In his poem, “Poet’s Obligation”, Neruda expresses his desire to bring poetic freedom to those who are not able to reach it. He longs to bring the sea to the prisoner, the career person, and the factory worker–people stuck at home or in the office, women, and people in the street. He artfully shows his pleasure in being the liberator to “arrive and open the door of his prison” so that “freedom and the sea will make their answer to the shuttered heart”. Neruda has clearly found peace through poetry and feels obligated to extend that same gift to others.

Then, I consider Whitman’s, “As I Ebb’d with the Ocean of Life”, and I see his pain from being the liberator. He expresses here that he has tried his hardest to give his understanding to the world, but his reception has left him wounded. He writes:

I perceive I have not really understood any thing, not a single object, and that no man ever can,
Nature here in sight of the sea taking advantage of me to dart upon me and sting me,
Because I have dared to open my mouth to sing at all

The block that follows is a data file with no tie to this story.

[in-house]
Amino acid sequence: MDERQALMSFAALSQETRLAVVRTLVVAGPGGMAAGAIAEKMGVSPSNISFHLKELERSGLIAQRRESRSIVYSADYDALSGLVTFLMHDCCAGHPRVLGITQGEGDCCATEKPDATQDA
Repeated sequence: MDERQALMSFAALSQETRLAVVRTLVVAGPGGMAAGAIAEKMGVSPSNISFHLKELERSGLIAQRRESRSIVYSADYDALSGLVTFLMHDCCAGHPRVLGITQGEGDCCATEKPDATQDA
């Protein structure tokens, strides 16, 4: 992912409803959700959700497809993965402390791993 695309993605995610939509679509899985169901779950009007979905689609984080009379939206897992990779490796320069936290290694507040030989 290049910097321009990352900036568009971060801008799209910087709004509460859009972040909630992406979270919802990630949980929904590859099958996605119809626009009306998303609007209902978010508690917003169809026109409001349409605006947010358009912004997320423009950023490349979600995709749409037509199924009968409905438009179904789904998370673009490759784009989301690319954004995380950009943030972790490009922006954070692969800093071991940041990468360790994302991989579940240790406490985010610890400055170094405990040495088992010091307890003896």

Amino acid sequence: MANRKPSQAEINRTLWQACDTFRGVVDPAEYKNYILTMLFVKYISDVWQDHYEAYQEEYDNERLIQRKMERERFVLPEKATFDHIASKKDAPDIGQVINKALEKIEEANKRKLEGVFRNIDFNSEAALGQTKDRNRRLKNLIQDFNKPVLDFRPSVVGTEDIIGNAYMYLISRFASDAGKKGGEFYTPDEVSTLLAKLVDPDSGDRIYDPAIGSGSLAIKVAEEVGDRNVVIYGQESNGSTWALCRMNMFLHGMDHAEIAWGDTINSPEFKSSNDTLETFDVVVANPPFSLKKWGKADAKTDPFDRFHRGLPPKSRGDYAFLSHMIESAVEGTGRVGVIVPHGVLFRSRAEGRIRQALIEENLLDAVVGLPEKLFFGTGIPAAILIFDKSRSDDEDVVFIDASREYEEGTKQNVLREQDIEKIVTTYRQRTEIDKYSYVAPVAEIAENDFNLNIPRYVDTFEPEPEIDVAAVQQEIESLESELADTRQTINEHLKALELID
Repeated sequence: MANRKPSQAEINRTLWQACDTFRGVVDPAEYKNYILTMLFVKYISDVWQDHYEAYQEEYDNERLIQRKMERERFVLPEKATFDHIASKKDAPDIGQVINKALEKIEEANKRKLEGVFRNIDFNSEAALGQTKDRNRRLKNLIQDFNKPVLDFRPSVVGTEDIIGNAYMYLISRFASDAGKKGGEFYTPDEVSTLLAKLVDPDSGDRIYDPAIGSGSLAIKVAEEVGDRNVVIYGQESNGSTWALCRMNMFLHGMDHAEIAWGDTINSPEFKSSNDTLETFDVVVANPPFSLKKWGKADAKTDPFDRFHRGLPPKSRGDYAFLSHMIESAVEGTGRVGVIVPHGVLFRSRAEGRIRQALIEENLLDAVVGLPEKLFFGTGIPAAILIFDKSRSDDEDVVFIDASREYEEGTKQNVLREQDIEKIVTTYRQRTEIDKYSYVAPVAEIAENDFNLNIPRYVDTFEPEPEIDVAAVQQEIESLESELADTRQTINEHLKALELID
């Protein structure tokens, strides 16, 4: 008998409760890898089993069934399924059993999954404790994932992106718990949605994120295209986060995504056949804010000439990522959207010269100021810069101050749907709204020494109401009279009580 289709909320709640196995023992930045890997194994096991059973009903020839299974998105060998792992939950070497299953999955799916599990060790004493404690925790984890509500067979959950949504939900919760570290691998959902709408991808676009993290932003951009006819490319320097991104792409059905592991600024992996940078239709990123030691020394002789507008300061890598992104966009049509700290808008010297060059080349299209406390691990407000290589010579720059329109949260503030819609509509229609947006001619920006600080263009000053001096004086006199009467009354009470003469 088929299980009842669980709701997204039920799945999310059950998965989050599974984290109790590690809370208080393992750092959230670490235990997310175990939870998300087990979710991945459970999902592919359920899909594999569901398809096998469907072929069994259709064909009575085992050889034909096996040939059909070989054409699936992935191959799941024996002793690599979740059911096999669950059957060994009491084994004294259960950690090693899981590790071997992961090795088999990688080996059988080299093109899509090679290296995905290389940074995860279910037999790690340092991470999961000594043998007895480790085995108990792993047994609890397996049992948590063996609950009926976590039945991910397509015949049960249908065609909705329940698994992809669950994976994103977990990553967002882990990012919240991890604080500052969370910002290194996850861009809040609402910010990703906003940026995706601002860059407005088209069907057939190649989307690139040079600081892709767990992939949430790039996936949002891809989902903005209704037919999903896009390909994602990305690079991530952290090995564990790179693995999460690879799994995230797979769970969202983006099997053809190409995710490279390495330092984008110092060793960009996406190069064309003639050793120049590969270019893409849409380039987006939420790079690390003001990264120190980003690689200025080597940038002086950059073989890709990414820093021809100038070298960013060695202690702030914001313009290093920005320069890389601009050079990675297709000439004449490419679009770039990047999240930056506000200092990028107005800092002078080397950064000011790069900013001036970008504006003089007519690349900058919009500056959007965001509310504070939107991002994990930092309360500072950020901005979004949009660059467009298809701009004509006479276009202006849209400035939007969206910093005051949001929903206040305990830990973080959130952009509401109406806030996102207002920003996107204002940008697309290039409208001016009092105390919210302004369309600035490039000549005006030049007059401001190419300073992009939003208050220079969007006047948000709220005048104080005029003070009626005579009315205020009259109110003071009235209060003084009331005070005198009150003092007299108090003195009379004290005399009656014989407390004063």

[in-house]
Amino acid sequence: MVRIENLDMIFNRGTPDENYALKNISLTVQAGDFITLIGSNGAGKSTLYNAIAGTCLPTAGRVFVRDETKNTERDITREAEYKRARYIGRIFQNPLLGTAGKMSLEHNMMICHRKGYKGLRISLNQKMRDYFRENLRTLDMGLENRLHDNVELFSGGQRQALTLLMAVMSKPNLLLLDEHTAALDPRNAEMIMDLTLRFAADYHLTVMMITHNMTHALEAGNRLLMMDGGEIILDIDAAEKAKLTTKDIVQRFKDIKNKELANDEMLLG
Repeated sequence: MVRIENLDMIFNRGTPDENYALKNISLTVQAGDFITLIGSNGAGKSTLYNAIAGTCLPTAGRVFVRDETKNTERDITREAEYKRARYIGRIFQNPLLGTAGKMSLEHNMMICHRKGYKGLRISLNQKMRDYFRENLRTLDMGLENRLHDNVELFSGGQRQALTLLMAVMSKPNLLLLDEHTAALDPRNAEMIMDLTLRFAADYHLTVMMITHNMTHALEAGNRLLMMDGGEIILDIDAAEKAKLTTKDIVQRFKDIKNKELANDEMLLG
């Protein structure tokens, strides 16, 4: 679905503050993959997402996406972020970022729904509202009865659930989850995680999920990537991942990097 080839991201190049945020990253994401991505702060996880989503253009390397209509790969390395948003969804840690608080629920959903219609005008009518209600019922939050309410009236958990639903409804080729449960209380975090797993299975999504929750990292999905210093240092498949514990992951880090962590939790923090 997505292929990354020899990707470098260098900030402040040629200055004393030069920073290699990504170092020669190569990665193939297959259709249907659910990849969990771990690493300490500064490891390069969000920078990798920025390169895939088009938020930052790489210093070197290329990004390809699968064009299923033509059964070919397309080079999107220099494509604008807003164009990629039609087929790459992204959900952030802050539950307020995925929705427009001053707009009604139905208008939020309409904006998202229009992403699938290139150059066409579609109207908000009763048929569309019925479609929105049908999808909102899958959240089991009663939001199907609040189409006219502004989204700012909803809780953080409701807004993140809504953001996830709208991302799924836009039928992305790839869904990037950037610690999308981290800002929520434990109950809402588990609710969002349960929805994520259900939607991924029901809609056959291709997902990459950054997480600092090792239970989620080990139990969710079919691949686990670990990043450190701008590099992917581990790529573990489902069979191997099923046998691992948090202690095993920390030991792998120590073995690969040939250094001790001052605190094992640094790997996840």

Perhaps the difference is that for Whitman, the poet also has an obligation to be empathetic. In “Song of Myself” he says, “I do not ask the wounded person how he feels, I myself become the wounded person, My hurts turn livid upon me as a I lean on a cane and observe”. If we can learn one thing throughout his catalogues, it is that he fearlessly takes on everyone’s persona and everyone’s pain—so observation becomes active.

In “Poet’s Obligation”, Neruda suggests that his connection to the reader is not based on an ability to empathize. In fact he says that “eyes will glance upward saying: how can I reach the sea?” And rather than answering with words, he would transmit the things he has experienced and seen. So instead of taking on another’s sorrow, he would be so confident and aware of his freedom, that other’s would sense it and adopt it.

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2 Responses to Obligation

  1. AVZ says:

    Great post! I love that you bring up “As I Ebb’d,” a crucial crisis poem, and a crucial sea poem that I hear everywhere echoed in the poetry we’re read (Hughes writes of the sea as well in a poem I assigned but we didn’t have a chance to discuss).

    You make a fine distinction here between these two great poems of the sea: where Neruda proclaims his obligation is to be a poet whose vision offers hope to the downtrodden, Whitman doubts his visionary status here, and can only descend amongst the fragments themselves.

  2. Olivia James says:

    Jenny, this is an amazing reading of Neruda and also connection to Whitman. I loved your point about the poet’s obligation to be empathetic – it’s interesting to see the difference in the ways Whitman and Neruda approached that idea.

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